It was just another Wednesday afternoon and I was on my way from the office; heading home to Katlehong.
I had my backpack, my camera and equipment as well as my skateboard on me when I got on the train at Park Station that was heading home via Germiston. I’d used the train many times before. But although I preferred taking taxis, I was a regular on the train last year because I was fascinated with young people who sell their goods on the train and had decided to do a photo essay on them. So, any time on the train was an opportunity to take pictures of all the different things these young people sold. Sometimes they were selling snacks, body lotions and socks and anything from mealie meal to fruits and juices.
Everything was always cheap and I wanted to know more.
I was in a coma for five days
On this particular Wednesday everything went blank.
The next thing I remember is waking up in hospital, confused by the lights and the clothes I was wearing. I was surprised by the drips and other medical equipment around me. The next thing I felt was enormous pain. It was everywhere. In my head. My jaw. My hands. My legs. What was worse was that as much as I wanted to scream, I could not make a sound or open my mouth. Luckily the doctor came to check on me. She asked how I was feeling. When I tried to talk, I couldn’t open my mouth. My jaw had been screwed shut.
She explained that I had been in a coma for five days because I had been robbed and pushed out of a moving train.
Luckily someone had found me in the bushes somewhere between the train station in Germiston and Katlehong. They called an ambulance and that’s how I ended up in New Natalspruit hospital, in the East Rand.
I lost my memory and my possessions
I couldn’t remember anything about my life to this point, only bits and pieces from that day. I could not even remember my name.
Unbeknown to me, my phone was still in my pocket (when I got to the hospital) and one of the nurses gave it to me. My parents had been trying to get hold of me for five days and the nurses had called them back. That’s how my parents ended up finding me at the hospital.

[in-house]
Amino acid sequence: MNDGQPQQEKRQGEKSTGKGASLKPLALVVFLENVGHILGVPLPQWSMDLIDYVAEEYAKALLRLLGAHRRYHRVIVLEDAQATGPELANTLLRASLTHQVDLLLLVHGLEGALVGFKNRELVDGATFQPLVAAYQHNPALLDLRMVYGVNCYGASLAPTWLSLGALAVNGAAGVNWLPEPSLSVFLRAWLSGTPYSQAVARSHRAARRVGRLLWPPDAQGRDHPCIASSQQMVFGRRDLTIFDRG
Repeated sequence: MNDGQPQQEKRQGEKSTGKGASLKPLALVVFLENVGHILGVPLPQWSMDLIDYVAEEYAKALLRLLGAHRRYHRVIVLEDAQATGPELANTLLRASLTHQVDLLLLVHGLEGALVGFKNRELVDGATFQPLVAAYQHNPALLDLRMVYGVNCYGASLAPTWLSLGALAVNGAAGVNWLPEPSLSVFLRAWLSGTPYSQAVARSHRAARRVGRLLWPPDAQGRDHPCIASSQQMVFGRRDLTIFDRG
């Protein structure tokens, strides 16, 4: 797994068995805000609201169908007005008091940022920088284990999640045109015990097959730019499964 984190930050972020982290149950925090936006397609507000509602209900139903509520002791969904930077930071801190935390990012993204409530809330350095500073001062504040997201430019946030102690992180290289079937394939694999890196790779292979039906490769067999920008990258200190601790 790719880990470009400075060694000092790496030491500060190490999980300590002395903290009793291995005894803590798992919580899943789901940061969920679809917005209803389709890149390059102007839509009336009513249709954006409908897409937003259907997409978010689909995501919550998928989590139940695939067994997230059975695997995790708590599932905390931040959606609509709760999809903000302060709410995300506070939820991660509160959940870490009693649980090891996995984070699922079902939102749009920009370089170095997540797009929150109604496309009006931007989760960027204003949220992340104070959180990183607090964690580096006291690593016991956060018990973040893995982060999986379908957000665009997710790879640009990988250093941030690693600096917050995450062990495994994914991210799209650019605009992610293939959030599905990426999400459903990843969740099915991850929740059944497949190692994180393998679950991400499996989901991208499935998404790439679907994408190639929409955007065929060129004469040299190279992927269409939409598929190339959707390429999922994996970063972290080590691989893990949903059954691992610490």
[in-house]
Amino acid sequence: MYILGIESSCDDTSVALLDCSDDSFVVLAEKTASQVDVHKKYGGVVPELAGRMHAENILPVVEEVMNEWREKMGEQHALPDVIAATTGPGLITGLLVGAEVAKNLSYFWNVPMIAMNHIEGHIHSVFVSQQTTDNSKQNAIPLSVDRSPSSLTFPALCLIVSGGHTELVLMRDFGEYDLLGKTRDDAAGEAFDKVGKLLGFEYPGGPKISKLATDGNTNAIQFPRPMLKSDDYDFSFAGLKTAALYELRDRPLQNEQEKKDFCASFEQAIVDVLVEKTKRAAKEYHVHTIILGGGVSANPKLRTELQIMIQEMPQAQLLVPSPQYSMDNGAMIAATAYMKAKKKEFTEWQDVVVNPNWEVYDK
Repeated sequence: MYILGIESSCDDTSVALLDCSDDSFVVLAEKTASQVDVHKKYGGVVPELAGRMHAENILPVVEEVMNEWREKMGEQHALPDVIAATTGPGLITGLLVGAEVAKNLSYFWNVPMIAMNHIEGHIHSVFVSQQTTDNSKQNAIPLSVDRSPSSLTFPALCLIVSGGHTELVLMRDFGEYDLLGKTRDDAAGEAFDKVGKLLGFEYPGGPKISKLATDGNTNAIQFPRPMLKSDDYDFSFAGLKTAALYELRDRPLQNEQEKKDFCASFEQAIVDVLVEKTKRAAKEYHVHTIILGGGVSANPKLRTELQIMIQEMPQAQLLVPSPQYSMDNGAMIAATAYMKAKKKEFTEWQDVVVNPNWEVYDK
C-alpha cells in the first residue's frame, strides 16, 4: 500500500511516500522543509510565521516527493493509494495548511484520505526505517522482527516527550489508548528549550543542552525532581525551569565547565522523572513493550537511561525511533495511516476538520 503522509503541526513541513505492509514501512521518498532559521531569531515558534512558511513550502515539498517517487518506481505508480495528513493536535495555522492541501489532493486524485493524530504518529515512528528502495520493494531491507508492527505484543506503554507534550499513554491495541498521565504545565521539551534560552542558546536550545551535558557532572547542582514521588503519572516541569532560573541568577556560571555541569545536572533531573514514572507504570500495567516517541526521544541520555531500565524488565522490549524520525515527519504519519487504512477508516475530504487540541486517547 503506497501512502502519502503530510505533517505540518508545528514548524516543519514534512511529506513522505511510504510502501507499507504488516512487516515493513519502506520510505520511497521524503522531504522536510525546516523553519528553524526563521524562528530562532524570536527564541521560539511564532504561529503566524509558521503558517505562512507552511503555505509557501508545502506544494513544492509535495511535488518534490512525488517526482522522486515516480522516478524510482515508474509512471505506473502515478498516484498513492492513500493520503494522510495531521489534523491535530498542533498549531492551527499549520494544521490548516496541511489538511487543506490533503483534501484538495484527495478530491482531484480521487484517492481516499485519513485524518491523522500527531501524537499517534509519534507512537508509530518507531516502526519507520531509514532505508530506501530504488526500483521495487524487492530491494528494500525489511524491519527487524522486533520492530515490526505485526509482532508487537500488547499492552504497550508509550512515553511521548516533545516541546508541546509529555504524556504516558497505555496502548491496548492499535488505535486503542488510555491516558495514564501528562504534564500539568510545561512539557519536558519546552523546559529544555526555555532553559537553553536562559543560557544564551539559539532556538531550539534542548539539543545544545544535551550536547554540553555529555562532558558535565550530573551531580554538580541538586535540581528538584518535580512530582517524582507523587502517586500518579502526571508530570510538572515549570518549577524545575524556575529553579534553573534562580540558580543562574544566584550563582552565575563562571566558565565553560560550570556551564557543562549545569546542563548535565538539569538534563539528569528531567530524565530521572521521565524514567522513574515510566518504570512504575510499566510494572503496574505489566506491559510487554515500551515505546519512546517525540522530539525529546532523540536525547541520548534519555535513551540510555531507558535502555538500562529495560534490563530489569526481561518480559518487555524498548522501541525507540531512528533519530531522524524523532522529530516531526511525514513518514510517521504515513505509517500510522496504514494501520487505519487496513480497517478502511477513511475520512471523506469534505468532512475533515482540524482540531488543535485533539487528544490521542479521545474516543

I did not know the full extent of my injuries yet. But I later found out that three of my fingers and my right leg were broken. My jaw was broken, so I couldn’t eat, speak and was on a liquid diet for several weeks.
Piecing my life back together after three months in hospital
I spent almost three months in hospital before getting discharged into my parent’s care. It was hard getting used to normal life again. I could not do most of the things that I used to enjoy.
I could not, for example, have my favourite food with my colleagues. Because of my broken foot, there was no way that I was getting on a skateboard anytime soon. And due to what happened to my fingers, holding a camera was also out of the question. I could not even hold a pen; I had to learn to write again using my other hand.
It is very tough. I was depressed, frustrated and alone and it hurt.
It’s March 2016 and I have the full use of my hands again. I can walk, talk and I am slowly picking up the pieces of my life again. I lost my camera, my favourite hobby – skateboarding and all my work. And what is worse, I still have not reported this incident to the police because I still don’t remember exactly what happened on that Wednesday afternoon in November. To an extent, I still can’t get over that fact that I lost a big chunk of my life that afternoon.
Photography by Siyabonga Mkhasibe